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Adventure Architect: Part Eight

The art of puzzle design

Okay, yes, I’ll admit it. This column is ridiculously late. So late, in fact, that some of you may have wondered if I’d dropped off the face of the planet altogether. And the truth is, I almost did—I set off on a summer-long backpacking adventure across Europe, which was followed by some major changes at home once I got back, and capped off by the Red Sox’s devastating loss to the Yankees a few months later. (I’m a Boston guy. The rest of you wouldn’t understand, but trust me, the only thing worse than the Red Sox losing in October is the Red Sox losing to the Yankees in October!)

Anyway, the end result was that Adventure Architect fell to the bottom of my priority list for a while. The good news in all this? Although this design journal was silent, work on the game itself continued at a satisfying clip. We’re putting the finishing touches on several absolutely gorgeous new game screens from Act IV, finished plotting a gigantic portion of Acts II and III, and oh yes, completely redesigned our website to highlight some of the most exciting elements of ‘Rattlesnake’ Jake Dawson’s first adventure. So, we’ve been pretty busy.

And now, on to this month’s topic—puzzle design. Although I firmly believe that the story is the most important element of any adventure game, puzzles are a close second. If you make them too hard or too obscure, it can ruin the entire game. Make them too easy and the game is over in a few hours. But when done right, the best puzzles become a seamless part of the story, and as a player you don’t so much notice them as puzzles as you do experience them as part of the natural flow of the narrative.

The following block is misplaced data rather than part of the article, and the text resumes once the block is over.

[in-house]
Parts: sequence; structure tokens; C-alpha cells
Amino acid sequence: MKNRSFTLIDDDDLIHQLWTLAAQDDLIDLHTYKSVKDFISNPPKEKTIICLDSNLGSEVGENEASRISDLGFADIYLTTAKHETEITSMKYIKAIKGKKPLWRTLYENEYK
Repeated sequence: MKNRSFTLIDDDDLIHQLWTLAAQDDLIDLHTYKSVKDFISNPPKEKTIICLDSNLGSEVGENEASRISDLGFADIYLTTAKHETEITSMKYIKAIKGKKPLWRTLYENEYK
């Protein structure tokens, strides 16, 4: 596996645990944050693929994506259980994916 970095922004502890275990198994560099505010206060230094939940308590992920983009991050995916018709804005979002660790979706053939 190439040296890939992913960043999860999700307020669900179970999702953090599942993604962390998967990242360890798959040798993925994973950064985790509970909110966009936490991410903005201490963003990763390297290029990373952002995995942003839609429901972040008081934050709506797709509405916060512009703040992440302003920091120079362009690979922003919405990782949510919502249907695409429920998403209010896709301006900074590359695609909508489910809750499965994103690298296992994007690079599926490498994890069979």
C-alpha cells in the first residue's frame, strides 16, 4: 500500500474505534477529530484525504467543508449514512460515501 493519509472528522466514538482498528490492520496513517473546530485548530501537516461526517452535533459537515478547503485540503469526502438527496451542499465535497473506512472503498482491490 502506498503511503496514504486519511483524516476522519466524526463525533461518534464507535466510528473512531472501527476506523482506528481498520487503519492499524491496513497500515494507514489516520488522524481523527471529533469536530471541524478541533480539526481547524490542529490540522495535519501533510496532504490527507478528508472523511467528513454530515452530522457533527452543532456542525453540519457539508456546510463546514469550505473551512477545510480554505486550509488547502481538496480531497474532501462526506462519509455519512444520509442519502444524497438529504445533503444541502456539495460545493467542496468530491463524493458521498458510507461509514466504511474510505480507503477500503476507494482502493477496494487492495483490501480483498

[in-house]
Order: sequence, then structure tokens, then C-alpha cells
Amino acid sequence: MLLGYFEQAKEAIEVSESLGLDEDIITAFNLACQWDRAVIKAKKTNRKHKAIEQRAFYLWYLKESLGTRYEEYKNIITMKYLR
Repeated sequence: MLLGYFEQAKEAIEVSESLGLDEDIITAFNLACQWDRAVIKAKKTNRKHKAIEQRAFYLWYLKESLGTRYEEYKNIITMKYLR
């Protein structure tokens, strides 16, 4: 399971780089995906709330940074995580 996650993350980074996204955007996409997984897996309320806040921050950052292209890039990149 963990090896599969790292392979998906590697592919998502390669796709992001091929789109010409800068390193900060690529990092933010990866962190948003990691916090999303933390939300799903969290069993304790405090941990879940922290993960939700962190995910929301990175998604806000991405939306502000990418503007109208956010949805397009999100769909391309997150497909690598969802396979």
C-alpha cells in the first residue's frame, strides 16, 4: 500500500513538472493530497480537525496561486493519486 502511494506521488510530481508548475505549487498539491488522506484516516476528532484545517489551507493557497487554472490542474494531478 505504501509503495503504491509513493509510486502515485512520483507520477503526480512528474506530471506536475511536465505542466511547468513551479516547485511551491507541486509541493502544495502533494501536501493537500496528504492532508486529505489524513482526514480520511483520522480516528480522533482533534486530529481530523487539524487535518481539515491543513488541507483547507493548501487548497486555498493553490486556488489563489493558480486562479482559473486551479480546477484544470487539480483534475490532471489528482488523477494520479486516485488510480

As I mentioned in an earlier column, I wanted to start my game off with a series of easy puzzles that helped the player get comfortable with the game and the story while also building a little sense of accomplishment. I think that starting that way also helps players become absorbed in the story in a way that throwing a brain-twister at them too early wouldn’t allow. Once they get comfortable, that’s when you start to turn up the heat a little and make them work to get past each new obstacle.

When I sat down to start literally devising ways to keep Jake from accomplishing his quest (I had a bad month of September, and I got through it by thinking of ways to make Jake's life miserable), I used three basic steps for each puzzle or series of puzzles, based on my own observations of what works—and what doesn’t work—in the games I’ve played over the years.

Step 1: Start with a story element

In the final act of Rise of the Hidden Sun, Jake finds himself in the middle of the Arizona desert, standing before a strange rock formation that looks suspiciously like a sand-swept desert version of Stonehenge. The idea came to me about a year ago when, as I researched the game environment, I noticed that the American Southwest tends to produce lots of very strange rock formations. It made me wonder what I might be able to do with that in my game.

As I developed the story, I came to the conclusion that the Stonehenge formation would make a great entry point to Jake’s final destination: the underground city of Cíbola. If the formation had fallen into disrepair due to the disappearance of Cibola’s ancestral guardians, I could build a puzzle around having to restore the formation to its original state, which might in turn create an opening into the caverns below.